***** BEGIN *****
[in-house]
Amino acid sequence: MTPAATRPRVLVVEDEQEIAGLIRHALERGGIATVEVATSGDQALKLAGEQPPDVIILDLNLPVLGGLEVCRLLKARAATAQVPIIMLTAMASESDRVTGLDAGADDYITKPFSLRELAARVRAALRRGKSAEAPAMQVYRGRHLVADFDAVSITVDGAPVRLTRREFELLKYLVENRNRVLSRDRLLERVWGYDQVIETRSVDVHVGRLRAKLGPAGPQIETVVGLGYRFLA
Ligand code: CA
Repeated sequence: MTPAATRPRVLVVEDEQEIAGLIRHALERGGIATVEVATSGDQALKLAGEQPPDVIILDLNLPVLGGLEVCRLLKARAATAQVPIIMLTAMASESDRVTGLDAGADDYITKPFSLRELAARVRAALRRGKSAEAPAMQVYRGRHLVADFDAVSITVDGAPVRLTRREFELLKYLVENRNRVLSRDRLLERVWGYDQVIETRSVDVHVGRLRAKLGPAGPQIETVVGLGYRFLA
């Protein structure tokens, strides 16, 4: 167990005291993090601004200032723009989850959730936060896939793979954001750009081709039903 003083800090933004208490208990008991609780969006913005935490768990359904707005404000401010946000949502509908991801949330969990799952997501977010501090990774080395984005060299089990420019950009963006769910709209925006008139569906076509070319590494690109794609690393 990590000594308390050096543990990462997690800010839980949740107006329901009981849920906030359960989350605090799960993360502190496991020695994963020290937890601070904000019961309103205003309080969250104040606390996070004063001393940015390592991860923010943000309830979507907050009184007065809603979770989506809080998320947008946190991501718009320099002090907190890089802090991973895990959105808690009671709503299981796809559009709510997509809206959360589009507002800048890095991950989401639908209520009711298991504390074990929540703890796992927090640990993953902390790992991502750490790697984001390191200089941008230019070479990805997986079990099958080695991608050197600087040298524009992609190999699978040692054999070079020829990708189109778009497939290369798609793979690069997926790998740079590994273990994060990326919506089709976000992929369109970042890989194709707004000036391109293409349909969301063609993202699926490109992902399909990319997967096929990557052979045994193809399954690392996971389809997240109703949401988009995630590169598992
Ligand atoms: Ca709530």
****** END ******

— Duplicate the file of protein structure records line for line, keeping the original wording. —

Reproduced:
[in-house]
Amino acid sequence: MTPAATRPRVLVVEDEQEIAGLIRHALERGGIATVEVATSGDQALKLAGEQPPDVIILDLNLPVLGGLEVCRLLKARAATAQVPIIMLTAMASESDRVTGLDAGADDYITKPFSLRELAARVRAALRRGKSAEAPAMQVYRGRHLVADFDAVSITVDGAPVRLTRREFELLKYLVENRNRVLSRDRLLERVWGYDQVIETRSVDVHVGRLRAKLGPAGPQIETVVGLGYRFLA
Ligand code: CA
Repeated sequence: MTPAATRPRVLVVEDEQEIAGLIRHALERGGIATVEVATSGDQALKLAGEQPPDVIILDLNLPVLGGLEVCRLLKARAATAQVPIIMLTAMASESDRVTGLDAGADDYITKPFSLRELAARVRAALRRGKSAEAPAMQVYRGRHLVADFDAVSITVDGAPVRLTRREFELLKYLVENRNRVLSRDRLLERVWGYDQVIETRSVDVHVGRLRAKLGPAGPQIETVVGLGYRFLA
């Protein structure tokens, strides 16, 4: 167990005291993090601004200032723009989850959730936060896939793979954001750009081709039903 003083800090933004208490208990008991609780969006913005935490768990359904707005404000401010946000949502509908991801949330969990799952997501977010501090990774080395984005060299089990420019950009963006769910709209925006008139569906076509070319590494690109794609690393 990590000594308390050096543990990462997690800010839980949740107006329901009981849920906030359960989350605090799960993360502190496991020695994963020290937890601070904000019961309103205003309080969250104040606390996070004063001393940015390592991860923010943000309830979507907050009184007065809603979770989506809080998320947008946190991501718009320099002090907190890089802090991973895990959105808690009671709503299981796809559009709510997509809206959360589009507002800048890095991950989401639908209520009711298991504390074990929540703890796992927090640990993953902390790992991502750490790697984001390191200089941008230019070479990805997986079990099958080695991608050197600087040298524009992609190999699978040692054999070079020829990708189109778009497939290369798609793979690069997926790998740079590994273990994060990326919506089709976000992929369109970042890989194709707004000036391109293409349909969301063609993202699926490109992902399909990319997967096929990557052979045994193809399954690392996971389809997240109703949401988009995630590169598992
Ligand atoms: Ca709530």